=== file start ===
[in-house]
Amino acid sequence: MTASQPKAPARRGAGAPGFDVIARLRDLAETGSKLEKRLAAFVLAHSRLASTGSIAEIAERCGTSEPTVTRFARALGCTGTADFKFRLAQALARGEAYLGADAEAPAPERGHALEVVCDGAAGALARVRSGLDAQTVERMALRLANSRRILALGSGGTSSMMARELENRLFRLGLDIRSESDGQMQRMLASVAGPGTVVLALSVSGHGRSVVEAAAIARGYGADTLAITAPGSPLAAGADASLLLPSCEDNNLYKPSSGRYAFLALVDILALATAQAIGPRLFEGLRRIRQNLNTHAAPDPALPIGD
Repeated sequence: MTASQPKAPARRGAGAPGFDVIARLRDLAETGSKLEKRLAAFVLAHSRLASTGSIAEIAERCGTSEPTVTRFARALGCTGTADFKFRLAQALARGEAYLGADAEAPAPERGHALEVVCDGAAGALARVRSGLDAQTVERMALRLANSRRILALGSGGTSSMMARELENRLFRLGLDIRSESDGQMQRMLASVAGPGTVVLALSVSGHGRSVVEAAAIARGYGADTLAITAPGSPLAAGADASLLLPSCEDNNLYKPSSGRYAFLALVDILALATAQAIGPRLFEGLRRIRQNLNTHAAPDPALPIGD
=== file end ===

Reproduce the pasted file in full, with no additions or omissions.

[in-house]
Amino acid sequence: MTASQPKAPARRGAGAPGFDVIARLRDLAETGSKLEKRLAAFVLAHSRLASTGSIAEIAERCGTSEPTVTRFARALGCTGTADFKFRLAQALARGEAYLGADAEAPAPERGHALEVVCDGAAGALARVRSGLDAQTVERMALRLANSRRILALGSGGTSSMMARELENRLFRLGLDIRSESDGQMQRMLASVAGPGTVVLALSVSGHGRSVVEAAAIARGYGADTLAITAPGSPLAAGADASLLLPSCEDNNLYKPSSGRYAFLALVDILALATAQAIGPRLFEGLRRIRQNLNTHAAPDPALPIGD
Repeated sequence: MTASQPKAPARRGAGAPGFDVIARLRDLAETGSKLEKRLAAFVLAHSRLASTGSIAEIAERCGTSEPTVTRFARALGCTGTADFKFRLAQALARGEAYLGADAEAPAPERGHALEVVCDGAAGALARVRSGLDAQTVERMALRLANSRRILALGSGGTSSMMARELENRLFRLGLDIRSESDGQMQRMLASVAGPGTVVLALSVSGHGRSVVEAAAIARGYGADTLAITAPGSPLAAGADASLLLPSCEDNNLYKPSSGRYAFLALVDILALATAQAIGPRLFEGLRRIRQNLNTHAAPDPALPIGD